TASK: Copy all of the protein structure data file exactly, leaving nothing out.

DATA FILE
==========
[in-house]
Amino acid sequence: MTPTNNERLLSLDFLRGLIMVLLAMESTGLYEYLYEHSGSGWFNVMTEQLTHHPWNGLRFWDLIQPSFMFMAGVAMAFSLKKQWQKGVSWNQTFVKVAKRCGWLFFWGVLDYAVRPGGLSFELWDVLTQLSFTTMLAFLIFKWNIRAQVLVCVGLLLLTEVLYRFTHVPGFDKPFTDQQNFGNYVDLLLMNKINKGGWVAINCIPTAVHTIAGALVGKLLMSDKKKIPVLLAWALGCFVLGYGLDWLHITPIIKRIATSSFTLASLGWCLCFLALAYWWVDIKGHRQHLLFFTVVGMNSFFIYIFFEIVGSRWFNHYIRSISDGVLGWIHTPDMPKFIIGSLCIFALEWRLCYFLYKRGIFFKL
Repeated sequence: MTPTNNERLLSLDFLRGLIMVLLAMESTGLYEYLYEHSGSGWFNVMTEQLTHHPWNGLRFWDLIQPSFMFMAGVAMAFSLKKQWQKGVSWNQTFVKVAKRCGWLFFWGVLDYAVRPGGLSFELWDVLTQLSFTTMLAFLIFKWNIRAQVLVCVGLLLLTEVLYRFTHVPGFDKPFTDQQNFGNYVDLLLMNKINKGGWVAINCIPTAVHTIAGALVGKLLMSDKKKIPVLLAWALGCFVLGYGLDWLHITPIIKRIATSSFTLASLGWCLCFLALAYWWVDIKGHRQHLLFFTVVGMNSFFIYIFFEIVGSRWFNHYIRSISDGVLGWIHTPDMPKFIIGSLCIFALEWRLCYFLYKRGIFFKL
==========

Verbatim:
[in-house]
Amino acid sequence: MTPTNNERLLSLDFLRGLIMVLLAMESTGLYEYLYEHSGSGWFNVMTEQLTHHPWNGLRFWDLIQPSFMFMAGVAMAFSLKKQWQKGVSWNQTFVKVAKRCGWLFFWGVLDYAVRPGGLSFELWDVLTQLSFTTMLAFLIFKWNIRAQVLVCVGLLLLTEVLYRFTHVPGFDKPFTDQQNFGNYVDLLLMNKINKGGWVAINCIPTAVHTIAGALVGKLLMSDKKKIPVLLAWALGCFVLGYGLDWLHITPIIKRIATSSFTLASLGWCLCFLALAYWWVDIKGHRQHLLFFTVVGMNSFFIYIFFEIVGSRWFNHYIRSISDGVLGWIHTPDMPKFIIGSLCIFALEWRLCYFLYKRGIFFKL
Repeated sequence: MTPTNNERLLSLDFLRGLIMVLLAMESTGLYEYLYEHSGSGWFNVMTEQLTHHPWNGLRFWDLIQPSFMFMAGVAMAFSLKKQWQKGVSWNQTFVKVAKRCGWLFFWGVLDYAVRPGGLSFELWDVLTQLSFTTMLAFLIFKWNIRAQVLVCVGLLLLTEVLYRFTHVPGFDKPFTDQQNFGNYVDLLLMNKINKGGWVAINCIPTAVHTIAGALVGKLLMSDKKKIPVLLAWALGCFVLGYGLDWLHITPIIKRIATSSFTLASLGWCLCFLALAYWWVDIKGHRQHLLFFTVVGMNSFFIYIFFEIVGSRWFNHYIRSISDGVLGWIHTPDMPKFIIGSLCIFALEWRLCYFLYKRGIFFKL